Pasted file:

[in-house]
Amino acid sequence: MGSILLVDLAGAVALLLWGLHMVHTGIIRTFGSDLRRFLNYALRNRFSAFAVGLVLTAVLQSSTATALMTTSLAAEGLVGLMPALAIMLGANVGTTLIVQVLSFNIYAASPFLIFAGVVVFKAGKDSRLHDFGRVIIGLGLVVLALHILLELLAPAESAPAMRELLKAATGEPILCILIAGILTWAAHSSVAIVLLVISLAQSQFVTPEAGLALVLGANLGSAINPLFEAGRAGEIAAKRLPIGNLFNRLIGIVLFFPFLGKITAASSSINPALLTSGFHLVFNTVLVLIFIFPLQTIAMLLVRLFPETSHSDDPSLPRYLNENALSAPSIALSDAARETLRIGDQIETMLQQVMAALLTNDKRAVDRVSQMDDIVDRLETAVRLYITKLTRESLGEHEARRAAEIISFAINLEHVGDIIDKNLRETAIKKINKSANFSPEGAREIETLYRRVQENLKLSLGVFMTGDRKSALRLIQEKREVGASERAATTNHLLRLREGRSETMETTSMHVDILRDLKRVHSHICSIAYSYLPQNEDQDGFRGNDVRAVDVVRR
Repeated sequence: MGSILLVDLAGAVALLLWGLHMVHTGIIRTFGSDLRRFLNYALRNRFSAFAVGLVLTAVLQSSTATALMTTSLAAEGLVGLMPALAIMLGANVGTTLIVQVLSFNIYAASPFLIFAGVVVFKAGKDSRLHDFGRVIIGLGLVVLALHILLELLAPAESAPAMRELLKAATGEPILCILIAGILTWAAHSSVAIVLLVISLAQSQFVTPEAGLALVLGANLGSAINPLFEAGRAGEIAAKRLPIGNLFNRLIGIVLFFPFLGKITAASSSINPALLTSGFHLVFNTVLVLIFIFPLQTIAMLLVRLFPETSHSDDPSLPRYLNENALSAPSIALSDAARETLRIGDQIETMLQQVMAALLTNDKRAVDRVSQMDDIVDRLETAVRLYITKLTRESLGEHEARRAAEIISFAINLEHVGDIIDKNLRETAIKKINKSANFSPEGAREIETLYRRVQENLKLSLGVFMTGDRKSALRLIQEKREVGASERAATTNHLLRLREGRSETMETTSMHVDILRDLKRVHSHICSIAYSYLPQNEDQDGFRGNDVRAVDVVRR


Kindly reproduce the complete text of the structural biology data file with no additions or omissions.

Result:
[in-house]
Amino acid sequence: MGSILLVDLAGAVALLLWGLHMVHTGIIRTFGSDLRRFLNYALRNRFSAFAVGLVLTAVLQSSTATALMTTSLAAEGLVGLMPALAIMLGANVGTTLIVQVLSFNIYAASPFLIFAGVVVFKAGKDSRLHDFGRVIIGLGLVVLALHILLELLAPAESAPAMRELLKAATGEPILCILIAGILTWAAHSSVAIVLLVISLAQSQFVTPEAGLALVLGANLGSAINPLFEAGRAGEIAAKRLPIGNLFNRLIGIVLFFPFLGKITAASSSINPALLTSGFHLVFNTVLVLIFIFPLQTIAMLLVRLFPETSHSDDPSLPRYLNENALSAPSIALSDAARETLRIGDQIETMLQQVMAALLTNDKRAVDRVSQMDDIVDRLETAVRLYITKLTRESLGEHEARRAAEIISFAINLEHVGDIIDKNLRETAIKKINKSANFSPEGAREIETLYRRVQENLKLSLGVFMTGDRKSALRLIQEKREVGASERAATTNHLLRLREGRSETMETTSMHVDILRDLKRVHSHICSIAYSYLPQNEDQDGFRGNDVRAVDVVRR
Repeated sequence: MGSILLVDLAGAVALLLWGLHMVHTGIIRTFGSDLRRFLNYALRNRFSAFAVGLVLTAVLQSSTATALMTTSLAAEGLVGLMPALAIMLGANVGTTLIVQVLSFNIYAASPFLIFAGVVVFKAGKDSRLHDFGRVIIGLGLVVLALHILLELLAPAESAPAMRELLKAATGEPILCILIAGILTWAAHSSVAIVLLVISLAQSQFVTPEAGLALVLGANLGSAINPLFEAGRAGEIAAKRLPIGNLFNRLIGIVLFFPFLGKITAASSSINPALLTSGFHLVFNTVLVLIFIFPLQTIAMLLVRLFPETSHSDDPSLPRYLNENALSAPSIALSDAARETLRIGDQIETMLQQVMAALLTNDKRAVDRVSQMDDIVDRLETAVRLYITKLTRESLGEHEARRAAEIISFAINLEHVGDIIDKNLRETAIKKINKSANFSPEGAREIETLYRRVQENLKLSLGVFMTGDRKSALRLIQEKREVGASERAATTNHLLRLREGRSETMETTSMHVDILRDLKRVHSHICSIAYSYLPQNEDQDGFRGNDVRAVDVVRR